Exchange the positions of the two sets of counters in the least possible number of moves

An extension of noughts and crosses in which the grid is enlarged and the length of the winning line can to altered to 3, 4 or 5.

A game for 2 players. Given a board of dots in a grid pattern, players take turns drawing a line by connecting 2 adjacent dots. Your goal is to complete more squares than your opponent.

Here are some arrangements of circles. How many circles would I need to make the next size up for each? Can you create your own arrangement and investigate the number of circles it needs?

A game for 1 or 2 people. Use the interactive version, or play with friends. Try to round up as many counters as possible.

Hover your mouse over the counters to see which ones will be removed. Click to remove them. The winner is the last one to remove a counter. How you can make sure you win?

Seeing Squares game for an adult and child. Can you come up with a way of always winning this game?

A game for 1 person. Can you work out how the dice must be rolled from the start position to the finish? Play on line.

Can you fit the tangram pieces into the outline of the child walking home from school?

Can you fit the tangram pieces into the outlines of these clocks?

Can you fit the tangram pieces into the outlines of these people?

Building up a simple Celtic knot. Try the interactivity or download the cards or have a go on squared paper.

How will you go about finding all the jigsaw pieces that have one peg and one hole?

This challenge involves eight three-cube models made from interlocking cubes. Investigate different ways of putting the models together then compare your constructions.

Can you fit the tangram pieces into the outlines of the chairs?

Can you fit the tangram pieces into the outline of Granma T?

Can you fit the tangram pieces into the outlines of the lobster, yacht and cyclist?

Can you fit the tangram pieces into the outline of this shape. How would you describe it?

Can you fit the tangram pieces into the outline of Little Ming playing the board game?

Can you make a 3x3 cube with these shapes made from small cubes?

An activity centred around observations of dots and how we visualise number arrangement patterns.

Can you cut up a square in the way shown and make the pieces into a triangle?

How can you paint the faces of these eight cubes so they can be put together to make a 2 x 2 cube that is green all over AND a 2 x 2 cube that is yellow all over?

A game has a special dice with a colour spot on each face. These three pictures show different views of the same dice. What colour is opposite blue?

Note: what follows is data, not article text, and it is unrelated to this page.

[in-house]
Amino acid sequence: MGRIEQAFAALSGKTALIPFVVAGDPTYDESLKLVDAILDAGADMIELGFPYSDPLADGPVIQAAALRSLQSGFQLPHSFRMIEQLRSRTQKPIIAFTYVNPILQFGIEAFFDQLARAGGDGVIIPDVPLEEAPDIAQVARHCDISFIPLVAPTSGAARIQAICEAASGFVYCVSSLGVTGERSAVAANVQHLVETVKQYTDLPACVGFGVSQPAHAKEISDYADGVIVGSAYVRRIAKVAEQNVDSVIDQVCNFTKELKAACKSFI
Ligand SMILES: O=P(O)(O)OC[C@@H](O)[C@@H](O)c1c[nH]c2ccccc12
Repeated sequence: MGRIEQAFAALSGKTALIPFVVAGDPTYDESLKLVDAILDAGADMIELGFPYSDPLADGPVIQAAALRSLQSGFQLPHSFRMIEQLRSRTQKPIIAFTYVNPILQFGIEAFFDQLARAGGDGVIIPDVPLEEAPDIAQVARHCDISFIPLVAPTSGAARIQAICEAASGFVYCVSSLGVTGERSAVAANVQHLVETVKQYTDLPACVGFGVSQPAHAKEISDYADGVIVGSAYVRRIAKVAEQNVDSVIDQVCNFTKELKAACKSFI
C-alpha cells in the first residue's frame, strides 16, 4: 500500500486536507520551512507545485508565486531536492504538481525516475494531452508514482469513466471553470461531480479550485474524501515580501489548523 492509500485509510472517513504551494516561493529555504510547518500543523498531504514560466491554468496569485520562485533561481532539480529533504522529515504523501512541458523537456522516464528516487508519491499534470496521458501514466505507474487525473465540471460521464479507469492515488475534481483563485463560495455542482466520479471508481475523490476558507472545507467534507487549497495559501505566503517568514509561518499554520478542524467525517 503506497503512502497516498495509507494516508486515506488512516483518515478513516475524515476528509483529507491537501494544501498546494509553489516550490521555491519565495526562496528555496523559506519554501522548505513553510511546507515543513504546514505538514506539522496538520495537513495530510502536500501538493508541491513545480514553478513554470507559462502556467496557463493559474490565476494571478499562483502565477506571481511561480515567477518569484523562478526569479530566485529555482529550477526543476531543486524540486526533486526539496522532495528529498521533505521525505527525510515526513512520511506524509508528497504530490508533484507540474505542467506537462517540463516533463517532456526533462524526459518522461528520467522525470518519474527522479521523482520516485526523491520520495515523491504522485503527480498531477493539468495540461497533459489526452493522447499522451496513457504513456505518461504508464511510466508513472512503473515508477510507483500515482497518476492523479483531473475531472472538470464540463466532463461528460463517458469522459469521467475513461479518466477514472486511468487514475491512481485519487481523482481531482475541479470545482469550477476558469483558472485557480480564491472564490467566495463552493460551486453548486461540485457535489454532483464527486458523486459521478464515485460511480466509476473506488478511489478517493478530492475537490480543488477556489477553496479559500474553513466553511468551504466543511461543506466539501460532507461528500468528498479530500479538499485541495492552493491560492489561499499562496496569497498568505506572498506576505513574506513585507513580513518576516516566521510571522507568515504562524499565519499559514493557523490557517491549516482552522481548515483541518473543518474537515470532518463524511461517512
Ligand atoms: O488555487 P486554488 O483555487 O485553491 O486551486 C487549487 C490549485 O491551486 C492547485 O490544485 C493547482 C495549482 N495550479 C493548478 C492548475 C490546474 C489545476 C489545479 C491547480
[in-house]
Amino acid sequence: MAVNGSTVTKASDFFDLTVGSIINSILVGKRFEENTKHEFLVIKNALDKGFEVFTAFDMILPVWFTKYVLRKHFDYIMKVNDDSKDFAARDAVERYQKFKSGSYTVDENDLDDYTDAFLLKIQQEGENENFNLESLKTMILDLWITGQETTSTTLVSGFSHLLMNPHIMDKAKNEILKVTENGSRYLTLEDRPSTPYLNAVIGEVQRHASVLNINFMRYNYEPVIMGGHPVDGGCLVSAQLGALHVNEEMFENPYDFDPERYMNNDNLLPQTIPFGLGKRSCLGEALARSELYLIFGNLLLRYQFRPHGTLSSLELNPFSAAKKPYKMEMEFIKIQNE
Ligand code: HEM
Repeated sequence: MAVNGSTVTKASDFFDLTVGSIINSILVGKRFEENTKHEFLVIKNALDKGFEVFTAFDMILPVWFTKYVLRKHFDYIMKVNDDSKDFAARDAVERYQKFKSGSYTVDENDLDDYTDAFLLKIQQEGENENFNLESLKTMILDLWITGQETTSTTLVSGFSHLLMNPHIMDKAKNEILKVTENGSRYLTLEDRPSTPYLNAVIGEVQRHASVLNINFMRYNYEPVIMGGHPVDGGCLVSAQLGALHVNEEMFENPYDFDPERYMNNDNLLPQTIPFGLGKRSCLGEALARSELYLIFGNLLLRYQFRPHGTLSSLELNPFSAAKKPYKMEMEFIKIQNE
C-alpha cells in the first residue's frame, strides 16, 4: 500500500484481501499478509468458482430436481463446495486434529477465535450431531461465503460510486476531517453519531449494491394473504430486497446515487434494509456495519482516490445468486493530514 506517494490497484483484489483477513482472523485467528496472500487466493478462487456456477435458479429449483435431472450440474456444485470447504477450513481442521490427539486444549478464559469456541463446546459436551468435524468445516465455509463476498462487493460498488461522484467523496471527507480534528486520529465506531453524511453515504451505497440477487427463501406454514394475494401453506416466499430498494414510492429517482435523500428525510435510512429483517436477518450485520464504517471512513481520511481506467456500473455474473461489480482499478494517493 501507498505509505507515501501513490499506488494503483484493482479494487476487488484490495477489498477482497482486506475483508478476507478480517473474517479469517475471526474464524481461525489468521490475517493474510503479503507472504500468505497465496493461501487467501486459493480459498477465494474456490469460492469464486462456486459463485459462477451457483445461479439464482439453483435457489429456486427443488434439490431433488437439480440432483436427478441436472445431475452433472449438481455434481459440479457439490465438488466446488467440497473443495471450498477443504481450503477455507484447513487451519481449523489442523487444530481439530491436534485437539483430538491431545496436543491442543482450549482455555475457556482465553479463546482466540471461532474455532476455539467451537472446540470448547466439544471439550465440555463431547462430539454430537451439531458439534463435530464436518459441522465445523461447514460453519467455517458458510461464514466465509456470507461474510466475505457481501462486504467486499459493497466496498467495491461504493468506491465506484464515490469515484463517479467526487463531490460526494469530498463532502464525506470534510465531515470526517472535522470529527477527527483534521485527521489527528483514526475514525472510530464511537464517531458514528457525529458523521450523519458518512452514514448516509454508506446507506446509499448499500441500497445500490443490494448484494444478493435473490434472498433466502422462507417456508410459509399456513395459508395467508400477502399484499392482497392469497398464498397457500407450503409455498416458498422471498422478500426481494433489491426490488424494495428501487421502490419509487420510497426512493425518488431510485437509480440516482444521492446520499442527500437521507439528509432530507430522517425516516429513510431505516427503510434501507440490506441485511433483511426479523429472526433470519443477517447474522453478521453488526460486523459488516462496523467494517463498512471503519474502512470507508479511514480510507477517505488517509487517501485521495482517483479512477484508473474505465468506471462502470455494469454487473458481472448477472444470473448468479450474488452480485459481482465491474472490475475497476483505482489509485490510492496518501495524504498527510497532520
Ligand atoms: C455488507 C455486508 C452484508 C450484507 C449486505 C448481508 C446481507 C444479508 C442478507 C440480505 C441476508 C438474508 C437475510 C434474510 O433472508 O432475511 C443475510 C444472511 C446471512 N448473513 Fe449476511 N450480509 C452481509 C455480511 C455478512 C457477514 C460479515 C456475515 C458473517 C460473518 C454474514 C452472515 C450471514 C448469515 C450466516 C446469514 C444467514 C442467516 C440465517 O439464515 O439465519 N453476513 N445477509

In each of the pictures the invitation is for you to: Count what you see. Identify how you think the pattern would continue.

Take a rectangle of paper and fold it in half, and half again, to make four smaller rectangles. How many different ways can you fold it up?

Can you fit the tangram pieces into the outline of this telephone?

Exploring and predicting folding, cutting and punching holes and making spirals.

Can you logically construct these silhouettes using the tangram pieces?

Can you fit the tangram pieces into the silhouette of the junk?

Can you fit the tangram pieces into the outline of Little Ming?

Use the lines on this figure to show how the square can be divided into 2 halves, 3 thirds, 6 sixths and 9 ninths.

Can you fit the tangram pieces into the outline of Little Fung at the table?

Make a cube out of straws and have a go at this practical challenge.

How many different cuboids can you make when you use four CDs or DVDs? How about using five, then six?

Can you fit the tangram pieces into the outline of these rabbits?

Can you fit the tangram pieces into the outline of this plaque design?

Can you fit the tangram pieces into the outline of the rocket?

Can you fit the tangram pieces into the outline of these convex shapes?

Here is a solitaire type environment for you to experiment with. Which targets can you reach?

Can you fit the tangram pieces into the outline of the telescope and microscope?

Can you fit the tangram pieces into the outline of Wai Ping, Wah Ming and Chi Wing?

In how many ways can you fit two of these yellow triangles together? Can you predict the number of ways two blue triangles can be fitted together?

Can you visualise what shape this piece of paper will make when it is folded?

Can you work out what is wrong with the cogs on a UK 2 pound coin?

Imagine a wheel with different markings painted on it at regular intervals. Can you predict the colour of the 18th mark? The 100th mark?

Can you see why 2 by 2 could be 5? Can you predict what 2 by 10 will be?

Players take it in turns to choose a dot on the grid. The winner is the first to have four dots that can be joined to form a square.